Christian Borgs is a professor of Computer Science in the EECS department at the University of California, Berkeley, a member of the Berkeley Artificial Intelligence Research (BAIR) Lab, and director of the Bakar Institute of Digital Materials for the Planet (BIDMaP).
He graduated in Physics at the University of Munich, and holds a Ph.D. in Mathematical Physics from the the University of Munich and the Max-Planck-Institute for Physics, as well as a Habilitation in Mathematical Physics from the Free University in Berlin. He was the C4 chair of Statistical Mechanics at the University of Leipzig, before joining Microsoft Reseach in 1997 to co-found the Theory Group. He was manager of the Theory Group until 2008, when he co-founded Microsoft Research New England in Cambridge, Massachusetts, a lab that brings together traditional CS and statistics research with economics as well as qualitative social science research. Borgs was Deputy Managing Director of this lab from 2008 until he left Microsoft for Berkeley in 2020.
Among the honors he has received are the Karl-Scheel Prize of the German Physical Society, and the Heisenberg Fellowship of the German Research Council. Borgs has twice been a member of the Institute for Advanced Study in Princeton. He is a a Fellow of the American Mathematical Society, and the Association of the Advancement of Science. He served or serves on several editorial boards, prize committees, and governing boards, including the Board of Trustees of the Institute for Pure and Applied Mathematics (IPAM), the Governing Board of the Institute for Mathematics and its Applications (IMA) where he was chair from 2017 until 2019, the Adivosry Board of the Harvard Insitute for Applied Computer Science (IACS) and the External Advisory Board for Computing at NYU.
Christian Borgs has authored almost 150 research papers and is named as coinventor of over 30 patents. His current research focuses on the science of networks, including mathematical foundations, particularly the theory of graph limits (which he co-invented about 15 years ago), graph processes, graph algorithms, and applications of graph theory from economics to systems biology and epidemcs. Borgs is also well known for his earlier work on mathematical statistical physics, including the theory of first-order phase transitions and finite-size effects. He was one of the first to apply methods from mathematical statistical physics to problems in theoretical computer science, including phase transitions in combinatorial optimization, and the study of Markov chains. He has recently begun to work on aspects of responsible AI, from differential privacy to questions of bias in automatic decision making; very recently, he became interested in AI for science, in particular AI for material science with possible applications to mitgate climate change.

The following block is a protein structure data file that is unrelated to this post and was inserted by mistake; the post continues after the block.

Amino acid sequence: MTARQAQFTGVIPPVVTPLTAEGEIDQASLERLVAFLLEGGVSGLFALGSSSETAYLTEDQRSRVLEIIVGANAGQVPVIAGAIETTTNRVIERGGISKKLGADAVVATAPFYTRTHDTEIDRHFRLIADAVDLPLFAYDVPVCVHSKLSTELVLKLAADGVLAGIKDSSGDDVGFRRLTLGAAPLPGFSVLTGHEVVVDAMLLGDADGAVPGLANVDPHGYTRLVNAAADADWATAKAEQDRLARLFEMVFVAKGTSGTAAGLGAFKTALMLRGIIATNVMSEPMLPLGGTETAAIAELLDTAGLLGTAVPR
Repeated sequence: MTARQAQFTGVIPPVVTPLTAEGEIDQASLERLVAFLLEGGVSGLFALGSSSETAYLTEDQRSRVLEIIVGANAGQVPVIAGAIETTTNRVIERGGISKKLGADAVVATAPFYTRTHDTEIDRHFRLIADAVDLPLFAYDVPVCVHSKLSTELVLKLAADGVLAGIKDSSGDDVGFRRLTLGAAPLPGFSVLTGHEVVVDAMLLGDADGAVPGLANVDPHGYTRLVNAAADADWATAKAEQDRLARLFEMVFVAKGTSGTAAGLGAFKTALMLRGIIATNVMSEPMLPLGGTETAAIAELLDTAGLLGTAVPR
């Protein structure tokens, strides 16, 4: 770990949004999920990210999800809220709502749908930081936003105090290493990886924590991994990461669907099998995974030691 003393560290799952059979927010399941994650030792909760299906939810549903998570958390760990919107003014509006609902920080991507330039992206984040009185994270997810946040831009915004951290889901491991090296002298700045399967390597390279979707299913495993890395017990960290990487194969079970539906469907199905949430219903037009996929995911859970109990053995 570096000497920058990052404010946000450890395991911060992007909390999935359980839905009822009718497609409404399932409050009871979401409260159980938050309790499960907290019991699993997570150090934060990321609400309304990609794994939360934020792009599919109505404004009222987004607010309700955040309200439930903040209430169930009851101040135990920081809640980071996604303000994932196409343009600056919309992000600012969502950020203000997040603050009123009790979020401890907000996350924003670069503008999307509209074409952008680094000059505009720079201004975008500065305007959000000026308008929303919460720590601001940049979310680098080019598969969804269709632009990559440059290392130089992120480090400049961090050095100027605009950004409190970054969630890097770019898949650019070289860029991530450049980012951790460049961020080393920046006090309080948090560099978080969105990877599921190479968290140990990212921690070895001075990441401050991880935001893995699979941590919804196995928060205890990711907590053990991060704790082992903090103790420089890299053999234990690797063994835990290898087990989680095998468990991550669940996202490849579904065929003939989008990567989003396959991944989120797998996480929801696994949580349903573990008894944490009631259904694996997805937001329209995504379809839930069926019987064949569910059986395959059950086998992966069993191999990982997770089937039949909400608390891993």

Christian Borgs is married to Jennifer Chayes, who also works at Bekeley, and with whom he collaborates on most of his scientific work. In his spare time, he enjoys art, theatre and classical music, as well as skiing and swimming.
Directed scale-free graphs (with B. Bollobas, J. T. Chayes and O. Riordan). Proceedings of the 14th Annual ACM-SIAM Symposium on Discrete Algorithms (SODA), 132-139 (2003). | |
Degree distribution of the FKP network model (with N. Berger, B. Bollobas, J. T. Chayes and O. Riordan). Proceedings of the 30th International Colloquium on Automata, Languages and Programming (ICALP), 725-738, Lecture Notes in Computer Science 2719 (2003). | |
Exploring the community structure of newsgroups (with J. T. Chayes, M. Mahdian and A. Saberi). Proceedings of the 10th ACM SIGKDD International Conference on Knowledge, Discovery and Data Mining (KKD), 783-787 (2004). | |
Newsgroup cluster data referred to in the above paper. | |
Competition-induced preferential attachment (with N. Berger, J. T. Chayes, R. D'Souza and R. D. Kleinberg). Proceedings of the 31st International Colloquium on Automata, Languages and Programming (ICALP), 208-221, Lecture Notes in Computer Science 3142 (2004). | |
Degree distribution of competition-induced preferential attachment graphs (with N. Berger, J. T. Chayes, R. D'Souza and R. D. Kleinberg). Combinatorics, Probability and Computing 14, 697-721 (2005). | |
Emergence of tempered preferential attachment from optimization (with N. Berger, J. T. Chayes, R. D'Souza and R. D. Kleinberg). Proceedings of the National Academy of Sciences (PNAS) 104, 6112-6117 (2007), cover article. | |
Fitting the WHOIS Internet data A short note with technical details left out in the above paper. | |
First to market is not everything: an analysis of preferential attachment with fitness (with J. T. Chayes, C. Daskalakis and S.Roch). Proceedings of the 39rd annual ACM Symposium on the Theory of Computing (STOC), 135-144 (2007). |